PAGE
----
Shifting Work, Sleep Cycles Are on the Way to Becoming Another Public Health Issue

Chris Anne Raymond, PhD
JAMA. 1988;259(20):2958-2959. doi:10.1001/jama.1988.03720200002002.
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GETTING A LITTLE SHUT-EYE used to be no more than a personal concern. Now it's becoming a public health issue.

One of four American workers is engaged in shift work, according to a 1977 study from the National Institute of Occupational Safety and Health. The effects of this phenomenon now are at issue among police officers and power plant workers alike, in industries as diverse as medicine and manufacturing.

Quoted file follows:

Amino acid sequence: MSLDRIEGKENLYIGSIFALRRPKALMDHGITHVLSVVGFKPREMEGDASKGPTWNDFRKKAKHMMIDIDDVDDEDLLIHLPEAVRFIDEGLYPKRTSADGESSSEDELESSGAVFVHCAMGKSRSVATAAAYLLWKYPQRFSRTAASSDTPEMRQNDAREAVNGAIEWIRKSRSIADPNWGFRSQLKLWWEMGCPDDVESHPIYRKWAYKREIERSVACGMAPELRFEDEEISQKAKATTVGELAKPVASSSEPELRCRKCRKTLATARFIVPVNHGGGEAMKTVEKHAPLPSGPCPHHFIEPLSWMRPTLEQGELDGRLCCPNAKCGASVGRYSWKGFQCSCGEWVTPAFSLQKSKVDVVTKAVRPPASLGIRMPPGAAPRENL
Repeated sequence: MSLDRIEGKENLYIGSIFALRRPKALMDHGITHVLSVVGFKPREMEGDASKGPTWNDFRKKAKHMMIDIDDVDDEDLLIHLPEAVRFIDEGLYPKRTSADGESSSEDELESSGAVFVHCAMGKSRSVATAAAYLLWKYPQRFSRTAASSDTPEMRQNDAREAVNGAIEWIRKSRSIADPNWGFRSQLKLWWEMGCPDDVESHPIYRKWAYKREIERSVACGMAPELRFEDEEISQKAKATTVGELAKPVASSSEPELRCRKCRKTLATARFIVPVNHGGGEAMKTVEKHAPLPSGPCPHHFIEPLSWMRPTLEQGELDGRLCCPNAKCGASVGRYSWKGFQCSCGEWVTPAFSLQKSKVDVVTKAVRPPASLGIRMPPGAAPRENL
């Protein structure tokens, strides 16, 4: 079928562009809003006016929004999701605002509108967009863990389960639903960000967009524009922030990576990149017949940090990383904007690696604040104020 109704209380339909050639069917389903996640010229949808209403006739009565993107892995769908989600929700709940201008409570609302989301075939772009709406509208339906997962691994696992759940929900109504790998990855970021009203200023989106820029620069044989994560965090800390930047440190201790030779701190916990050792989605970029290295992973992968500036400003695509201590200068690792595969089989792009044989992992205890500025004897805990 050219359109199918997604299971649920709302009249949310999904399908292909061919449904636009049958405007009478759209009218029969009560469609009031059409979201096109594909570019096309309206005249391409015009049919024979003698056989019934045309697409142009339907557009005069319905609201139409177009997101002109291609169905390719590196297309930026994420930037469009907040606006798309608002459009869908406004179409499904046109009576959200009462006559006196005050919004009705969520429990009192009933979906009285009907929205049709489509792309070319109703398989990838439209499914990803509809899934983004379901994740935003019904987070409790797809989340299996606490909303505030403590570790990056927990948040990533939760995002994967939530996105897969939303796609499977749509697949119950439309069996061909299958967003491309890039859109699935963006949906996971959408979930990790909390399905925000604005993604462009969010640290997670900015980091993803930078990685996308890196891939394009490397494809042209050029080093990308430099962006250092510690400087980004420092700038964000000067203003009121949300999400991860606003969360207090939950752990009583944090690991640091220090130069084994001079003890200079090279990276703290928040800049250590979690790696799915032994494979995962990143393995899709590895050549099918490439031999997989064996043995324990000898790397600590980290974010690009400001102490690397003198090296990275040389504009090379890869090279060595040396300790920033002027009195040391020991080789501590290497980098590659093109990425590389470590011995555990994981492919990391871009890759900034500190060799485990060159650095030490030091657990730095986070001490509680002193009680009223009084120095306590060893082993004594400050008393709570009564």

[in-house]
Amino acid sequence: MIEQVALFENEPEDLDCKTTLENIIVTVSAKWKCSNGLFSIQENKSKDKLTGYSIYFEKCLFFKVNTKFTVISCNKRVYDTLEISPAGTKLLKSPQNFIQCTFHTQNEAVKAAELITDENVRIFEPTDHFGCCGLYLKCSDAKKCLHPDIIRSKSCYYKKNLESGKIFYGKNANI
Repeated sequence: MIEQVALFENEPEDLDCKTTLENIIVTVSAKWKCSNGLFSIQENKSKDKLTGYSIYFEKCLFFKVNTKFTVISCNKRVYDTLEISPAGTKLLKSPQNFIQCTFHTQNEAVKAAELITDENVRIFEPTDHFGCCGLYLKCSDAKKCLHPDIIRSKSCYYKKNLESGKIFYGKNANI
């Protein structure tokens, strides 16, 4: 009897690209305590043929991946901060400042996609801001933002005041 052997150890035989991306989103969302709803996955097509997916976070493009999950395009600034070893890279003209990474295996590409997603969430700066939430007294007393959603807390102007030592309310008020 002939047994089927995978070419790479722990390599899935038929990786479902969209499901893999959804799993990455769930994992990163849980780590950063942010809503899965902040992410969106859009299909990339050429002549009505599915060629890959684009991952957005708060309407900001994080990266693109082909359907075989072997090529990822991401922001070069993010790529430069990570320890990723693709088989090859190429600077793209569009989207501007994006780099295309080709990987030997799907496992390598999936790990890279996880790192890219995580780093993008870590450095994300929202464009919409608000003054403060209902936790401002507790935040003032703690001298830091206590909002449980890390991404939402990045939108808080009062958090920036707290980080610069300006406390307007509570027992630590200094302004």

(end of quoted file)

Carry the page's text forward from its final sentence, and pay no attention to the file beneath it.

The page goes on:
Experts in sleep research hope that concrete changes in work schedules will be made, enabling workers to function in good health. Their concerns were outlined in a recent report warning of threats to public safety if policymakers ignore the impact of shift work (Sleep 1988;1:101-109). And a recently completed first-of-its-kind study indicates that such changes can benefit both workers and employers.

Investigators acknowledge that it will be difficult to implement changes without a clear-cut mandate and considerable agreement between labor and


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